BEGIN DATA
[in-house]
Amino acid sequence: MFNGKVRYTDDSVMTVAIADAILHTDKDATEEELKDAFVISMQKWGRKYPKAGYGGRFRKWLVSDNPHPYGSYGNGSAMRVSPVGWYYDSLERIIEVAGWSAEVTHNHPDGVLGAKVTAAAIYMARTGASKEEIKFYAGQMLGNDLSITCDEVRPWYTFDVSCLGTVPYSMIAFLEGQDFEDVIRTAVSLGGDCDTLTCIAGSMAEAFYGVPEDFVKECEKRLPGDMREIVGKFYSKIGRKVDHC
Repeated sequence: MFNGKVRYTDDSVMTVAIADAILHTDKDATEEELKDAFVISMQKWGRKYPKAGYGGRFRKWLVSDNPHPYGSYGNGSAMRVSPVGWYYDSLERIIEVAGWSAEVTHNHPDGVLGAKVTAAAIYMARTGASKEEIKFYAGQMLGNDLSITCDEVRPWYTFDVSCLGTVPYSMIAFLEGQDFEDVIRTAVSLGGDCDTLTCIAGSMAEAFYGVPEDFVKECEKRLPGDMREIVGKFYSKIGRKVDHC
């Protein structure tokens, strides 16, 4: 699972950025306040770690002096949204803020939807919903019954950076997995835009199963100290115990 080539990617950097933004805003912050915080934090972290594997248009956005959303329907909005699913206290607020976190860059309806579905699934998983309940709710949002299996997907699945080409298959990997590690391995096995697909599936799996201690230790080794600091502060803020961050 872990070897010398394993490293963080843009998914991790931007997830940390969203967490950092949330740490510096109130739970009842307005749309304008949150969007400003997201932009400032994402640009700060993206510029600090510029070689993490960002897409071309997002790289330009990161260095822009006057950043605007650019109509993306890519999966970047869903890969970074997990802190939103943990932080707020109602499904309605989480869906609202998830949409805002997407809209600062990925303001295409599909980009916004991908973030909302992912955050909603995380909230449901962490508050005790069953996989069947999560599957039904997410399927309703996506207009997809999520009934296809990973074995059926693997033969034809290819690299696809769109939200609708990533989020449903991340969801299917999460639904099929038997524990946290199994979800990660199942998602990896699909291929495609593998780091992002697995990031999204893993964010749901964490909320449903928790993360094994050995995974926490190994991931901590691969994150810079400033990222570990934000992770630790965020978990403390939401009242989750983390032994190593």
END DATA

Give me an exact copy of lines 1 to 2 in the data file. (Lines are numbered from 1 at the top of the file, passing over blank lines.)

[in-house]
Amino acid sequence: MFNGKVRYTDDSVMTVAIADAILHTDKDATEEELKDAFVISMQKWGRKYPKAGYGGRFRKWLVSDNPHPYGSYGNGSAMRVSPVGWYYDSLERIIEVAGWSAEVTHNHPDGVLGAKVTAAAIYMARTGASKEEIKFYAGQMLGNDLSITCDEVRPWYTFDVSCLGTVPYSMIAFLEGQDFEDVIRTAVSLGGDCDTLTCIAGSMAEAFYGVPEDFVKECEKRLPGDMREIVGKFYSKIGRKVDHC